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Letters from readers for the issue of Oct. 24, 2014


Half-truths in mining official’s commentary

Mr. Bob Short brought up some interesting half-truths about the depletion fee increase proposed by Mr. Wayne Mayo (see “Depletion tax would hurt the local economy,” A4).

To start with, at $1 per yard, the rock quarries will pass the $10 per 10-yard dump truck and $9 per 9-yard concrete truck tax on to all contractors, making it a level playing field in a competitive-bid environment. At that rate I would have to pay an extra $10 to rock my driveway and about $20 more to pour a new foundation for my house. I’m OK with that.

Yes, Intel Corp. did expand fabrication plant D1X in 2013, and it is my understanding they plan to expand again in 2016. The concrete Intel uses has special-size river rock. It’s the same river rock that CalPortland, Mr. Short’s former employer, mines at its plant in Scappoose. It’s the same rock the workers are standing in front of on the billboard on Highway 30, north of Scappoose; the same billboard that says “No Mayo.”

This rock is not available everywhere, that’s why other companies have to barge it in from Klickitat County, Wash., at a much higher cost.

Mr. Short said that Columbia County producers provide only 20 percent of the aggregate consumed in the Portland metropolitan area. I have to ask, what percentage of that 20 percent was river rock for concrete?

Mr. Short is right, though: It is Economics 101. With diesel fuel in Oregon at an average $3.75 a gallon, and concrete trucks getting 5 mpg, I don’t see anyone going to Marion or Clackamas counties to save $9 on a load of concrete. Who’s naïve now?

Here’s another Economics 101 term: supply and demand. Columbia County is fortunate to have this river rock at Scappoose and Deer Island, owned by CalPortland — again, Mr. Short’s former employer — and Knife River, which are the two most vocal protesters of the fee.

These trucks take a heavy toll on our roads, and once this river rock is gone, so will CalPortland and Knife River be gone, leaving us with chuck holes and ruts and no way to fix them. At least with the depletion fee we will be able to maintain our roads without raising property taxes.

To address the comment that the representative from Knife River made on Oct. 14: He’s right the county doesn’t own or have rights to the mineral supply. But they didn’t have any rights to the trees I harvest on my land, either, but I still have to pay timber taxes on them. At least the trees are renewable.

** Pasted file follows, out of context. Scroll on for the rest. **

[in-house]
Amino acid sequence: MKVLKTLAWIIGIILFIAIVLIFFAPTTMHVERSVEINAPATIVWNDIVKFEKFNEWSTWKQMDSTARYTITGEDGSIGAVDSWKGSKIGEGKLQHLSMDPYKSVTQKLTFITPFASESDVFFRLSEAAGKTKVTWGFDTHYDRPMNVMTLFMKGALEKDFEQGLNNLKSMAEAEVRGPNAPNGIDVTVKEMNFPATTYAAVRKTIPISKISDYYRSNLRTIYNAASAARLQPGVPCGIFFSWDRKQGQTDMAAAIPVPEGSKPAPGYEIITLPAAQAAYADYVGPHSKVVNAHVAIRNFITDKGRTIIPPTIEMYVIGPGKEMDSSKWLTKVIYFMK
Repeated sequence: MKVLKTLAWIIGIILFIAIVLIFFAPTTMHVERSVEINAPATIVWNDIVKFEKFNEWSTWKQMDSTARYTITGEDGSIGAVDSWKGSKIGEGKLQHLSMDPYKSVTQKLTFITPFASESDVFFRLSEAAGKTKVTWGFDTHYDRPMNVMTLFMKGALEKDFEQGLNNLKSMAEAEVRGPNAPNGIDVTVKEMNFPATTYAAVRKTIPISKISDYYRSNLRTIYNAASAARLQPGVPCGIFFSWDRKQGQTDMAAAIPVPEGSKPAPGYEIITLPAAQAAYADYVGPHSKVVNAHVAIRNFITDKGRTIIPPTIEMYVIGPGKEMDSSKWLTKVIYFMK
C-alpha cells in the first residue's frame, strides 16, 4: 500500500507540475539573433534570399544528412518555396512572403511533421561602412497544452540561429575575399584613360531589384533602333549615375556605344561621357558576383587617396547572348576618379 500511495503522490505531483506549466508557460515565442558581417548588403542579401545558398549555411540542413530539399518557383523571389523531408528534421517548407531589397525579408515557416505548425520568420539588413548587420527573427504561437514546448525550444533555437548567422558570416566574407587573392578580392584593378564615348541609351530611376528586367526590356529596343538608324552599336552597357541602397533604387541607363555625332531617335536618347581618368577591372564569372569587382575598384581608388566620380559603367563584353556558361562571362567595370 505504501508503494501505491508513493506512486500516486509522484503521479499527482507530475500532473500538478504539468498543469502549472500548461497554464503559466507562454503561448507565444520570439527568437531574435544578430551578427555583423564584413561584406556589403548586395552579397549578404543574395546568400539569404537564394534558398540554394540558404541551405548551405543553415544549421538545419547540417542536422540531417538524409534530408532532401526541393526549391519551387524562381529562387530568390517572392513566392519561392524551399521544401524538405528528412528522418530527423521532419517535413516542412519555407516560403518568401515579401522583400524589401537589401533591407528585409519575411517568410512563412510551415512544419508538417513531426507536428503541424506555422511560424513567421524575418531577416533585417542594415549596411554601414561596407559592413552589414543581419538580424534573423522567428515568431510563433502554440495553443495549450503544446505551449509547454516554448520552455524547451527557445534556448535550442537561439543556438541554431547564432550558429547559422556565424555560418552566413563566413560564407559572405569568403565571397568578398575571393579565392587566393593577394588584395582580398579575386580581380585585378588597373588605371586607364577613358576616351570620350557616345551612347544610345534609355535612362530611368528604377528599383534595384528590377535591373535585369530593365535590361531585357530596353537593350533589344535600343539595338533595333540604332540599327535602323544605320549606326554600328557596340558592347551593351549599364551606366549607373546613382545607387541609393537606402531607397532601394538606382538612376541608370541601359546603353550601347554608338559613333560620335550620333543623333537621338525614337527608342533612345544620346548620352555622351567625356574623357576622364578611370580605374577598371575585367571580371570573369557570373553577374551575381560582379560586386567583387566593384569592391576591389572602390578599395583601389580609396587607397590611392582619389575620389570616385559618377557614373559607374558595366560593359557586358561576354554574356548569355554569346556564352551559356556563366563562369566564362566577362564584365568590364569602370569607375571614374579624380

No matter who you vote for in November, it is time to let our commissioners know that this is a fair fee and to start looking at newer, more fair ways of funding county services instead of expecting the average homeowner to foot the bill.

Albert Stroup

Scappoose

Gravel industry is understating its profits

“A CalPortland mining professional recently estimated as much as $1 billion worth of rock remained just under the surface on a smaller property in the same vicinity [Scappoose dikeland], and it is widely considered one of the largest un-mined deposits of aggregate in the state.”

The sentence above was lifted from a 2011 Spotlight article about Cemex’s (a Mexican mining company) interest in the Scappooose Ellis farm.

This is why the depletion fee on abundant Columbia County gravel should be considered as a solution for jail operations rather than property tax.

Sixty-five cents per ton will increase a truckload of gravel from $260 to $268.45. This will not shut down a single construction project.

Ninety percent of rock headed for Portland goes there on barges. Three barges leave Scappoose daily, holding 6,800 tons. If those barges landed at Troutdale or Portland seven days a week, the rock would be worth at least $68,000. Daily. This doesn’t count barges leaving from Deer Island. Or trucks.

The statement, “Most contracts are won by just a matter of a few cents,” should be met with open skepticism. Contract prices are arrived at by what the market will bear. No salesman enjoys learning that he won a contract by a huge amount. That’s called “leaving money on the table.” You learn what the others bid in the past, factor in freight costs, and put your bid where it needs to be to win.

Gravel mining is all about shipping costs, quality of product, ease of mining and, in the event of a large contract, speed of large quantities to job site. Only Columbia County has these huge advantages. If we didn’t, gravel companies would be floating rock down from up the Columbia or the Willamette rivers, as it would be considerably cheaper to freight.

We are like Alaska and the way its royalties on oil benefit taxpayers. We license pits that overwhelmingly supply Portland. Why shouldn’t we be allowed to vote on this subject?

Wayne Mayo

Scappoose

For Heimuller, suspicious of Spotlight

This Nov. 4, we have the privilege of choosing a candidate for Columbia County Commissioner Position 2. The individuals we have to choose from couldn’t be more opposite in their opinions, goals or dedication to public service.

One of them has served publicly or in the public eye for a number of years representing the citizens of Columbia County with honor and integrity.

The other candidate is a want-to-be individual who beats whichever drum suits his mood and gets the press. He has been very quick to offer up quick-fix tax burden solutions targeting one industry with the promise that not one of us will be affected, with no consideration for the economic and social consequences.